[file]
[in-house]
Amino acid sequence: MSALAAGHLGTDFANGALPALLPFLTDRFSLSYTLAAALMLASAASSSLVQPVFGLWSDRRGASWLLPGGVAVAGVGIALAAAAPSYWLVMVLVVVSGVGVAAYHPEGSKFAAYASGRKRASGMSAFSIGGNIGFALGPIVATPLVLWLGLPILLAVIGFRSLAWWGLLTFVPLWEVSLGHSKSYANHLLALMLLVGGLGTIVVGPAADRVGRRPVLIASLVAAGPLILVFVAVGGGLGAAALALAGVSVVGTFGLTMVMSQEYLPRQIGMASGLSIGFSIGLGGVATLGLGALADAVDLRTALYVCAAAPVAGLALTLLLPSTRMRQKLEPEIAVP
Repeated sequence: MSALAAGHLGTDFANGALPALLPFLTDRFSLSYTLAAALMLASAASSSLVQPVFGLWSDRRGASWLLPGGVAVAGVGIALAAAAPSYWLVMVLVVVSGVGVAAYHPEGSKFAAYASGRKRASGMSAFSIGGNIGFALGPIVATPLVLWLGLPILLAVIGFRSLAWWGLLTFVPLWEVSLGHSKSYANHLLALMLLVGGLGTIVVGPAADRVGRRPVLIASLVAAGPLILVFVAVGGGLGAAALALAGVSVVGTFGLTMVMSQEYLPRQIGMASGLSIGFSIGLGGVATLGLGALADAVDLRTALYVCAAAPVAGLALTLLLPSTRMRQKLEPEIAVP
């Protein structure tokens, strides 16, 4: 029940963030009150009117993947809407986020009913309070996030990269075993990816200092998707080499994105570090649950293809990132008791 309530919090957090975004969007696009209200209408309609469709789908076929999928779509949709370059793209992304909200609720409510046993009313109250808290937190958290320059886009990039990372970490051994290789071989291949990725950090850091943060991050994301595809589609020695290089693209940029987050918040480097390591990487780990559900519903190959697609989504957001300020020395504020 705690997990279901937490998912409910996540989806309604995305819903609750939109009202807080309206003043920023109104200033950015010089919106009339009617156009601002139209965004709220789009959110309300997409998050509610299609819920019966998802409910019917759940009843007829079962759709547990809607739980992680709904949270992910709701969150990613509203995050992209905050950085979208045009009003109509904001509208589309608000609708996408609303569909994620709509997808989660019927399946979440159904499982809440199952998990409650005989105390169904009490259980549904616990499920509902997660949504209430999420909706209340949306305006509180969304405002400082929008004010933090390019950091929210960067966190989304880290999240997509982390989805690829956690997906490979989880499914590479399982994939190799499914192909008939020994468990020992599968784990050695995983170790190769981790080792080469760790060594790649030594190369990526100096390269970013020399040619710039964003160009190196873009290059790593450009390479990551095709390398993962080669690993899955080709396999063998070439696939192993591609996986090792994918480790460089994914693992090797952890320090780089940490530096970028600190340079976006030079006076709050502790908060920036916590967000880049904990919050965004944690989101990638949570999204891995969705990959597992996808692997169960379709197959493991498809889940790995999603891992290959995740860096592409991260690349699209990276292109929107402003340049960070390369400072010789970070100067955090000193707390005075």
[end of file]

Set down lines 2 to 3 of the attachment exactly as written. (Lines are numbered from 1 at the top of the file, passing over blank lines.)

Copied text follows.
Amino acid sequence: MSALAAGHLGTDFANGALPALLPFLTDRFSLSYTLAAALMLASAASSSLVQPVFGLWSDRRGASWLLPGGVAVAGVGIALAAAAPSYWLVMVLVVVSGVGVAAYHPEGSKFAAYASGRKRASGMSAFSIGGNIGFALGPIVATPLVLWLGLPILLAVIGFRSLAWWGLLTFVPLWEVSLGHSKSYANHLLALMLLVGGLGTIVVGPAADRVGRRPVLIASLVAAGPLILVFVAVGGGLGAAALALAGVSVVGTFGLTMVMSQEYLPRQIGMASGLSIGFSIGLGGVATLGLGALADAVDLRTALYVCAAAPVAGLALTLLLPSTRMRQKLEPEIAVP
Repeated sequence: MSALAAGHLGTDFANGALPALLPFLTDRFSLSYTLAAALMLASAASSSLVQPVFGLWSDRRGASWLLPGGVAVAGVGIALAAAAPSYWLVMVLVVVSGVGVAAYHPEGSKFAAYASGRKRASGMSAFSIGGNIGFALGPIVATPLVLWLGLPILLAVIGFRSLAWWGLLTFVPLWEVSLGHSKSYANHLLALMLLVGGLGTIVVGPAADRVGRRPVLIASLVAAGPLILVFVAVGGGLGAAALALAGVSVVGTFGLTMVMSQEYLPRQIGMASGLSIGFSIGLGGVATLGLGALADAVDLRTALYVCAAAPVAGLALTLLLPSTRMRQKLEPEIAVP